Copyright owners generally have the right to authorise or prohibit any of the following things in relation to their works:
- copying the work in any way. For example, photocopying, reproducing a printed page by handwriting, typing or scanning into a computer, or making a copy of recorded music.
- issuing copies of the work to the public
- renting or lending copies of the work to the public. However, some lending of copyright works falls within the Public Lending Right Scheme , and this lending does not infringe copyright
- performing, showing or playing the work in public. Obvious examples are performing plays and music, playing sound recordings and showing films or videos in public. Letting a broadcast be seen or heard in public also involves performance of music and other copyright material contained in the broadcast
- broadcasting the work or other communication to the public by electronic transmission. This includes putting copyright material on the internet or using it in an on demand service where members of the public choose the time that the work is sent to them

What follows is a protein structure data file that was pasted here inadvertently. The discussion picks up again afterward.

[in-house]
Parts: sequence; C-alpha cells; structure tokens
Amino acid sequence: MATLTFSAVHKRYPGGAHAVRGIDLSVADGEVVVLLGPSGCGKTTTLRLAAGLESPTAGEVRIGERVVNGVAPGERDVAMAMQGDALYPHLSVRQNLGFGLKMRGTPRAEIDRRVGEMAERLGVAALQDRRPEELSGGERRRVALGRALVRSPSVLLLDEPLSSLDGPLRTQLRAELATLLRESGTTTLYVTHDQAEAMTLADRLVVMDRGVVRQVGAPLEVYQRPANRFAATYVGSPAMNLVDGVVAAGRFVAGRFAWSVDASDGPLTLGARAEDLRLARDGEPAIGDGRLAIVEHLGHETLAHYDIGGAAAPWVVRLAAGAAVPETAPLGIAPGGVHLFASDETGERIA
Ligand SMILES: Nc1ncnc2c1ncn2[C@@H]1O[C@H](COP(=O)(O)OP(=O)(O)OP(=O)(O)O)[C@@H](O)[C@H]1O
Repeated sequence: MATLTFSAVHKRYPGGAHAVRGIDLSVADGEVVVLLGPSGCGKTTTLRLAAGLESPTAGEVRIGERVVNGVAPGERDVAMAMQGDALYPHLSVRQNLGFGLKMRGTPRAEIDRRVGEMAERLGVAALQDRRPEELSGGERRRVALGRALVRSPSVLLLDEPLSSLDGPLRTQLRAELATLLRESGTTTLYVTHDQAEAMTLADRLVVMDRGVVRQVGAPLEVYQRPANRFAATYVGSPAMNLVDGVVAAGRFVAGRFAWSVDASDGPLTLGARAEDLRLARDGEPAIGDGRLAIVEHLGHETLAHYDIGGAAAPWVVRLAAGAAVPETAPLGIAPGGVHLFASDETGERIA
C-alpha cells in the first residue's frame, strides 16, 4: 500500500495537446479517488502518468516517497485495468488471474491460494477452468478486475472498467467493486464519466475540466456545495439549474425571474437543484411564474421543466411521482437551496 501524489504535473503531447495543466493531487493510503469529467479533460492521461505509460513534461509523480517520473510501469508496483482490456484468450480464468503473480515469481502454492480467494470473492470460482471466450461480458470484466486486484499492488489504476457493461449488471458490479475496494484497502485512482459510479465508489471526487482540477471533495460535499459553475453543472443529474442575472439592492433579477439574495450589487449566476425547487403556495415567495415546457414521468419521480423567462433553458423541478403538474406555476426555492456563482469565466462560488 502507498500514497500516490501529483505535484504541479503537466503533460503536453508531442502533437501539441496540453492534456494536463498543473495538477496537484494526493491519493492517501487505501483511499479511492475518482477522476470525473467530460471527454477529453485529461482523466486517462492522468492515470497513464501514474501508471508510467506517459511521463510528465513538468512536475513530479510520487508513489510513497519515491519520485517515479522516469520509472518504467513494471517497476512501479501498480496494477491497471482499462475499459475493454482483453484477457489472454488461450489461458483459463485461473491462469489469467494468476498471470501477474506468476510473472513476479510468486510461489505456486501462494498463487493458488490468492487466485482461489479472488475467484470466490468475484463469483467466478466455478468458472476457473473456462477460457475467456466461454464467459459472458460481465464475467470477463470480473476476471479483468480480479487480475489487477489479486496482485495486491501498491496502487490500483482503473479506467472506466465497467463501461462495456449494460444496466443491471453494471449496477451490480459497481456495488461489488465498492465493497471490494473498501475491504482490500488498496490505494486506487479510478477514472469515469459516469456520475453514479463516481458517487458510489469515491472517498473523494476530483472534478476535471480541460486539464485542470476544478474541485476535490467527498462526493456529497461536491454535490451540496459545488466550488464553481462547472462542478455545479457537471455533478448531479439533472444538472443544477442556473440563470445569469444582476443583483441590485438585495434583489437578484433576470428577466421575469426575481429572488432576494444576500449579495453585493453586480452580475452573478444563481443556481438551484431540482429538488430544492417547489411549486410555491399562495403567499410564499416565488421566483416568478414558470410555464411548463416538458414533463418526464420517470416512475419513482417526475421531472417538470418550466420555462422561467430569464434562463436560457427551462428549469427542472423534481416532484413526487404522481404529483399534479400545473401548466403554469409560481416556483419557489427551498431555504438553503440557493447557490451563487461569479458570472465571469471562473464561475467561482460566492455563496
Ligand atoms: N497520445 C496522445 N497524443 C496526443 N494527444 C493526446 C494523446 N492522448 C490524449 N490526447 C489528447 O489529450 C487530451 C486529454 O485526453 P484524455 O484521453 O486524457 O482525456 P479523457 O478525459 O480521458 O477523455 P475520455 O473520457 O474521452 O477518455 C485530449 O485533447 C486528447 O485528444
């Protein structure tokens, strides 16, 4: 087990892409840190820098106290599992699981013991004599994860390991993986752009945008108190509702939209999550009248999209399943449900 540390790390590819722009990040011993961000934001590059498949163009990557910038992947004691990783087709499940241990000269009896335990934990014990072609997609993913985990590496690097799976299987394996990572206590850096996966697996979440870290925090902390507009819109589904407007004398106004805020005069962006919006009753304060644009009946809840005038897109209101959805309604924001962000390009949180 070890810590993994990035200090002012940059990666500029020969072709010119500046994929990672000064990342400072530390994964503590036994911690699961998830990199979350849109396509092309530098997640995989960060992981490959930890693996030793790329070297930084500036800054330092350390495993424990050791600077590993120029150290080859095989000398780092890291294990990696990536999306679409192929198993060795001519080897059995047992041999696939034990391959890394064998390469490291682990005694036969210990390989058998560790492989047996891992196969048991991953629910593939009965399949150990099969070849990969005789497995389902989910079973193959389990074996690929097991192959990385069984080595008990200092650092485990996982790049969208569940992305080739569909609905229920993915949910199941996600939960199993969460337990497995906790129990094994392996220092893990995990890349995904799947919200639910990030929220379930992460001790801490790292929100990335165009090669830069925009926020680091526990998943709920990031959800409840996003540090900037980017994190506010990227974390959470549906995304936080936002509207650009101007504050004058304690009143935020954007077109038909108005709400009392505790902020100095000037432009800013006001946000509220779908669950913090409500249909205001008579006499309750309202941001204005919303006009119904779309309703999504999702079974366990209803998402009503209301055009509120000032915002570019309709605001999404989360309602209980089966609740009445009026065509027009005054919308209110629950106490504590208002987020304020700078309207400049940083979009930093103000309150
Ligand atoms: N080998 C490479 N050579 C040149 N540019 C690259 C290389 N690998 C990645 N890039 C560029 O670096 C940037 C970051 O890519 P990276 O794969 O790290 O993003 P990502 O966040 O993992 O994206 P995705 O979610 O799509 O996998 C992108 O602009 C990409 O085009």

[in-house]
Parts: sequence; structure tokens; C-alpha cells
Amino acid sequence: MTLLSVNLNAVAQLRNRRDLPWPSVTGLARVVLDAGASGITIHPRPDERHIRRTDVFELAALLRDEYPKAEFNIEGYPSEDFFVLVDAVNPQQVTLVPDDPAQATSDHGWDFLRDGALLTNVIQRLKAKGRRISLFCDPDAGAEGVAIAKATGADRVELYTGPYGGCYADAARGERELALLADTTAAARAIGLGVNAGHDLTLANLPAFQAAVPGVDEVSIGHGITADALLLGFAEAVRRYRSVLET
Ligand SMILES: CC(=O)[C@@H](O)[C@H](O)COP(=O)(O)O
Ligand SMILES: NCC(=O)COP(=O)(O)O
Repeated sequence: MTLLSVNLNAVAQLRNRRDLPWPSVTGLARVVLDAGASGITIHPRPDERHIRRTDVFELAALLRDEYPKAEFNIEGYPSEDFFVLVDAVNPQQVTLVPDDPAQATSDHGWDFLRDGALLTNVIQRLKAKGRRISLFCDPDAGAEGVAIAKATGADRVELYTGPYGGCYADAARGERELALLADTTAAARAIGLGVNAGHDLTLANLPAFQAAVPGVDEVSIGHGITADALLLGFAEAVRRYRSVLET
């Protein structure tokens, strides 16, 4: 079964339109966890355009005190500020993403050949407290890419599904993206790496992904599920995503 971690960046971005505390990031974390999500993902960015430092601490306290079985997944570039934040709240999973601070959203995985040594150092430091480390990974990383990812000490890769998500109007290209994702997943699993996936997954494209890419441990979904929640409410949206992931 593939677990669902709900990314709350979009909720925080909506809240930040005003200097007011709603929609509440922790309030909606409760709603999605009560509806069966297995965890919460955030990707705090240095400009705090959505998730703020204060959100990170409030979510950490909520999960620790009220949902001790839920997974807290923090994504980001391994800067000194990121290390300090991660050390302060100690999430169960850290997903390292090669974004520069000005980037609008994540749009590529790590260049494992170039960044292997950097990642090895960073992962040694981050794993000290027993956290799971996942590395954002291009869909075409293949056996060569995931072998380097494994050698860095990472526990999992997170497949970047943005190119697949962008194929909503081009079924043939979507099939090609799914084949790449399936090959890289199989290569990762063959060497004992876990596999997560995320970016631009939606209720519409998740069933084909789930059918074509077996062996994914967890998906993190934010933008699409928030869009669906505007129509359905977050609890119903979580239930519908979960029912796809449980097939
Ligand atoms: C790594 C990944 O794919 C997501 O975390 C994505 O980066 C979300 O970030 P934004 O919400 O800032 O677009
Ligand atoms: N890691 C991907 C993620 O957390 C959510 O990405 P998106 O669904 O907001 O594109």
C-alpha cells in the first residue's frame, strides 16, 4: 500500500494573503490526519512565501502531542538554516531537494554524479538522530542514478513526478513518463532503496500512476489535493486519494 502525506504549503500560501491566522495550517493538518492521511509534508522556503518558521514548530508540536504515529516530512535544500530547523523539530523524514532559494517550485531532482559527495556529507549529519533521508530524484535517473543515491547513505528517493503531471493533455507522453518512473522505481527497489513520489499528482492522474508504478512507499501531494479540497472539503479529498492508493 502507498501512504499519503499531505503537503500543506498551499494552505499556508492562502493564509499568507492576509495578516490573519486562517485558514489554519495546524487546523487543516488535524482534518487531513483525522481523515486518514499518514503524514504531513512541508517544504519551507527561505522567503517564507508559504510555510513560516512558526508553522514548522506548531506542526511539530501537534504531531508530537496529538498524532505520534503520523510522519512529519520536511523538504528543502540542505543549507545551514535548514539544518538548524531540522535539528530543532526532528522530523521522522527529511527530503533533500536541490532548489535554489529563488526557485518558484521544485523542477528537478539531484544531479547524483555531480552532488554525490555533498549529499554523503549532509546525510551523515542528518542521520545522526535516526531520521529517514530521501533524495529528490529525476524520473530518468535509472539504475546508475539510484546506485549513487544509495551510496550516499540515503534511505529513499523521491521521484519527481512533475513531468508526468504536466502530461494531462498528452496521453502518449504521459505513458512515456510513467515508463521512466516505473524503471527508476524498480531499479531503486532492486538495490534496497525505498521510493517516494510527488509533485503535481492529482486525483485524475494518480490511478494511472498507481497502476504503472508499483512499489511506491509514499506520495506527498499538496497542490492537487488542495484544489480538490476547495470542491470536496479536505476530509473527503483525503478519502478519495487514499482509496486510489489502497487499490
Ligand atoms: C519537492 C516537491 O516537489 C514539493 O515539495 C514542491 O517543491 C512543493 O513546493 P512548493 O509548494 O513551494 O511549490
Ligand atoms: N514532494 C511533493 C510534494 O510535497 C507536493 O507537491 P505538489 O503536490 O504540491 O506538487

- making an adaptation of the work, such as by translating a literary or dramatic work, transcribing a musical work and converting a computer program into a different computer language or code.
Copyright is infringed when any of the above acts are done without permission, whether directly or indirectly and whether the whole or a substantial part of a work is used, unless what is done falls within the scope of exceptions to copyright permitting certain minor uses.
Copyright is essentially a private right so decisions about how to enforce your right, that is what to do when your copyright work is used without your permission, are generally for you to take.